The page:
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A Guide to Cinema 4D Menus - Character
Cinema4D is an essential tool for any Motion Designer, but how well do you really know it?
How often do you use the top menu tabs in Cinema 4D? Chances are, you probably have a handful of tools you use, but what about those random features you haven’t tried yet? We're taking a look at the hidden gems in the top menus, and we're just getting started.
In this tutorial, we’ll be doing a deep dive on the Character tab. Rigging a character can be tricky and time-consuming, but this menu is designed to keep your workflow smooth as fresh snow.
Here are the 3 main things you should use in the Cinema 4D Character menu:
- Joint Tool
- Create IK chain
Character in Cinema 4D
Rigging characters is a difficult and time-consuming task for any artist. An experienced rigger could easily take 10 or more hours to properly rig a character. This is the exact problem the Character builder is made to address.
This tool comes loaded with several presets for whatever character you need rigged. Bipedal for humanoid characters, quadrupeds, winged, and even rigs for your Mixamo characters.
Now keep in mind that—even with this tool—it is still an intensive process to get your characters rigged. But it does streamline the process by allowing you to create templates for yourself with the controls you need.
For example, say you have 6 characters for your animation. You know that each one has to have the same level of controls. So, once you have one of them rigged, you can save them as a template. Now, it’s a matter of applying this rig to each character. Easily shaves hours of production time!
Honestly, this is just scratching the surface of the capabilities of this tool. To cover everything, it would require a course! But if you want to see the character tool in action, open your Content Browser and navigate to 3D Objects Vol 1→ Humans→ 3D People For Animation.
You will find several characters fully rigged and ready to be animated. It’s a very complex rig which even includes Facial Rigging! It’s a great way to practice your character animation skills.
Joint Tool in Cinema 4D
The character menu isn't only for character work. You can actually use these tools on non-character objects as well. Say you want to create a box that opens and closes. Sure, you could create a cube, then set up some planes on the edges as the box flaps and control their rotations individually.
However, another option is to create Joints to control the flaps on a fully modeled box. The main benefit of this is that your box can remain a single object, but also have much more realistic bending on the creases. You can do much more complex deformations on the flaps than you could just using planes.
It does require you to bind your joint chains to the object by using a Skin deformer and painting the weights. Which can be a pretty intensive process. But with anything that is worth doing, the end result can more than justify the time it takes.
A box is a pretty simple example. But you dont have to stop there. You could apply these joint chains to pretty much any object you work with. You can then apply all of the character tools to aid in animation. This includes using the many Character Tags that work hand in hand with these tools.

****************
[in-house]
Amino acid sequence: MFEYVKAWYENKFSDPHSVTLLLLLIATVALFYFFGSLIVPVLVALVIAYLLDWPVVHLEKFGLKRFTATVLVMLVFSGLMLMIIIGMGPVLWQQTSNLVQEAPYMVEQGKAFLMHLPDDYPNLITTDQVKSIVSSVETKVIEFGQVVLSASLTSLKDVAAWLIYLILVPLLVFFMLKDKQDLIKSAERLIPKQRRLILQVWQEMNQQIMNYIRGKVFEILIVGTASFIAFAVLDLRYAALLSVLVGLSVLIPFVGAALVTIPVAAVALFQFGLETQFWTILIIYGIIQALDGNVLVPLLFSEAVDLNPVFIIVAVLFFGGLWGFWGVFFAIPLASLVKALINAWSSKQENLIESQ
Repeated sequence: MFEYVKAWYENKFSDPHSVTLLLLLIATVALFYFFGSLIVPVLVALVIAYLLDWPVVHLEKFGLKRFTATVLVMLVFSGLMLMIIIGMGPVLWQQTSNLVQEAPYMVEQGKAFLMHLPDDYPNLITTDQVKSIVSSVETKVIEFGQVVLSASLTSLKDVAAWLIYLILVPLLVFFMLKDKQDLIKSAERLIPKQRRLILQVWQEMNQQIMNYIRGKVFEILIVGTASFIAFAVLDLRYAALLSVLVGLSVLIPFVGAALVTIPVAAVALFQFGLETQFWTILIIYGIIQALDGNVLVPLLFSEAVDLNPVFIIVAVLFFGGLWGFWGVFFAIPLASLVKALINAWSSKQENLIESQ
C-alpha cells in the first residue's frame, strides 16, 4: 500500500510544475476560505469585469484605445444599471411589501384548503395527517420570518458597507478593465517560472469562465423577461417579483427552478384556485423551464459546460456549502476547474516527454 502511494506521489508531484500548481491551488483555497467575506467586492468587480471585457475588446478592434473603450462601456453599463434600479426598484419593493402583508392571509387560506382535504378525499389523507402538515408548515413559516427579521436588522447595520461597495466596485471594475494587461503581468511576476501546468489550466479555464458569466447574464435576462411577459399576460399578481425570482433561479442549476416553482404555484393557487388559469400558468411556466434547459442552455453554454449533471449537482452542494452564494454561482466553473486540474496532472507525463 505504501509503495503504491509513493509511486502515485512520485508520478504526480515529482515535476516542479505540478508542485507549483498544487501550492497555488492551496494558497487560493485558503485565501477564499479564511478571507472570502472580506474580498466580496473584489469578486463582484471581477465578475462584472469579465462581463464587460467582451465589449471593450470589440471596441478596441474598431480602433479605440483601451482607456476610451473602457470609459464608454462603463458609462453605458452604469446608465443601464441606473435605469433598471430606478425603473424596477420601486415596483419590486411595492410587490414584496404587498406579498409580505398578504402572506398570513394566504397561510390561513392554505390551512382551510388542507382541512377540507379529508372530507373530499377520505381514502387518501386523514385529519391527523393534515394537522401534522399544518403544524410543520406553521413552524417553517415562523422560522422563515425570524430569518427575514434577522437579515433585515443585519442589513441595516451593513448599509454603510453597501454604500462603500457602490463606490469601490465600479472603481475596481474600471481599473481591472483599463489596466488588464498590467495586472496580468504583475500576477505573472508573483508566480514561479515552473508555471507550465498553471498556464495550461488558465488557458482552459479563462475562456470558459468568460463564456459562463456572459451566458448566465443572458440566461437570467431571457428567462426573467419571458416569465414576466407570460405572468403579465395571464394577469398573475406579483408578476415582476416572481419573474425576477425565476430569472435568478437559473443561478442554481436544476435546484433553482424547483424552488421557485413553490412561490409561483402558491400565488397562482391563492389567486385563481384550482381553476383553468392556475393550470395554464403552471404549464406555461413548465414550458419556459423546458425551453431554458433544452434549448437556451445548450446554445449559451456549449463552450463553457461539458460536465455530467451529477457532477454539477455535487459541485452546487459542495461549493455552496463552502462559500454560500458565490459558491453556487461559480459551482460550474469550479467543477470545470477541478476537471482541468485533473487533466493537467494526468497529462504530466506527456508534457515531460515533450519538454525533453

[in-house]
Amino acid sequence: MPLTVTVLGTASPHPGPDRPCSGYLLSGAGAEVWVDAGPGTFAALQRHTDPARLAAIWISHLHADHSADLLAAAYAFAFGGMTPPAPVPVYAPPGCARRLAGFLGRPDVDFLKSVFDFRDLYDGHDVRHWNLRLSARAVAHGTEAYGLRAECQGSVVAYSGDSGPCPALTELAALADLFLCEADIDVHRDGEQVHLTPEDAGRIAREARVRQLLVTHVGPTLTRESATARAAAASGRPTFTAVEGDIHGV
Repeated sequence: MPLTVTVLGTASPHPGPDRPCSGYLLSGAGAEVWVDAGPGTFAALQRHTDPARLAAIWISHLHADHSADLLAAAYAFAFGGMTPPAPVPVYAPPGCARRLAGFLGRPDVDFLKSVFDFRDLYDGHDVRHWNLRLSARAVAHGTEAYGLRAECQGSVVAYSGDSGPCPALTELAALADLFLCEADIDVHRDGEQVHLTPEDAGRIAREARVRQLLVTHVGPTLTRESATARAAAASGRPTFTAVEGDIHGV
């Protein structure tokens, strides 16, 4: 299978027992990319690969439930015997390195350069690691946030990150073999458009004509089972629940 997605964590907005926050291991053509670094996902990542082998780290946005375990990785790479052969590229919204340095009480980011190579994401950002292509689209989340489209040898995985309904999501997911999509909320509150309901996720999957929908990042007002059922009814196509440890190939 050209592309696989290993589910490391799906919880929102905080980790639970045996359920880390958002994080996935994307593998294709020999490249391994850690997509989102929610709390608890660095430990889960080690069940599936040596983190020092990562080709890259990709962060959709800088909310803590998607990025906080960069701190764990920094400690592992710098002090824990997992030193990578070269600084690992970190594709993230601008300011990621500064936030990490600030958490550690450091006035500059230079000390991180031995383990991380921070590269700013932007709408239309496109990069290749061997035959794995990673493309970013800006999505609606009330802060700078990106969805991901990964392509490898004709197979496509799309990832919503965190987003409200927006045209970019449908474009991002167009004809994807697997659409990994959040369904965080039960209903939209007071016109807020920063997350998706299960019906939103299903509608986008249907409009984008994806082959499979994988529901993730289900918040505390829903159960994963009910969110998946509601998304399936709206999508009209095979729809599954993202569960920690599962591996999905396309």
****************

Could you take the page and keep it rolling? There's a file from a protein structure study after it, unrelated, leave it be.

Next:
IK Chain in Cinema 4D
Speaking of character tags, a really nifty tool worth keeping in mind when animating joints or even Null chains is the IK tag.
Now, if you are unfamiliar with the acronyms, they stand for Inverse Kinematics and Forward Kinematics. With IK, you could animate the motion of the hand and watch the rest of the arm follow.
With FK, you animate each joint separately from the shoulder on down.
IK has an appeal because it animates the rest of the arm for you and is much more intuitive. All you have to do is animate a single object, instead of each object in the joint chain as you would with an FK set up.
Wouldn't it be great to be able to do that on your non-character objects? Well, you can.
You could manually set this up by creating the tag on the first Joint of your chain and setting the last joint as the end point. Then creating a “Goal”. This will create a Null that will now control the joint chain.
However, a quick way to automate this process is to select the first joint, then while holding Ctrl selecting the end joint. While both are selected, go to Character→ Create IK Chain. This will create a goal for you and tie the joint chain to it. Saves you a few clicks!
It opens up the door for animating easily using IK! To animate with total control—in addition to the Goal that controls the end of the joint—you’ll also want to create a Pole to control the direction toward which your IK chain rotates.
Something to keep in mind when working with IK chains is that you are slowly getting yourself ready to work with character rigs as each of these principles translates directly into character animation! Double education win!
Look at you!
There’s so much to cover in the Character Menu and this barely scratches the surface. But even the smallest tools in this menu can help you upgrade your workflow! While checking out the pre-made character rigs in the Content Browser, keep in mind how they use the different Rigging tags. It can give you a ton of insight on how you can leverage them for your own work!
Cinema 4D Basecamp
If you're looking to get the most out of Cinema 4D, maybe it's time to take a more proactive step in your professional development. That's why we put together Cinema 4D Basecamp, a course designed to get you from zero to hero in 12 weeks.
And if you think you're ready for the next level in 3D development, check out our all new course, Cinema 4D Ascent!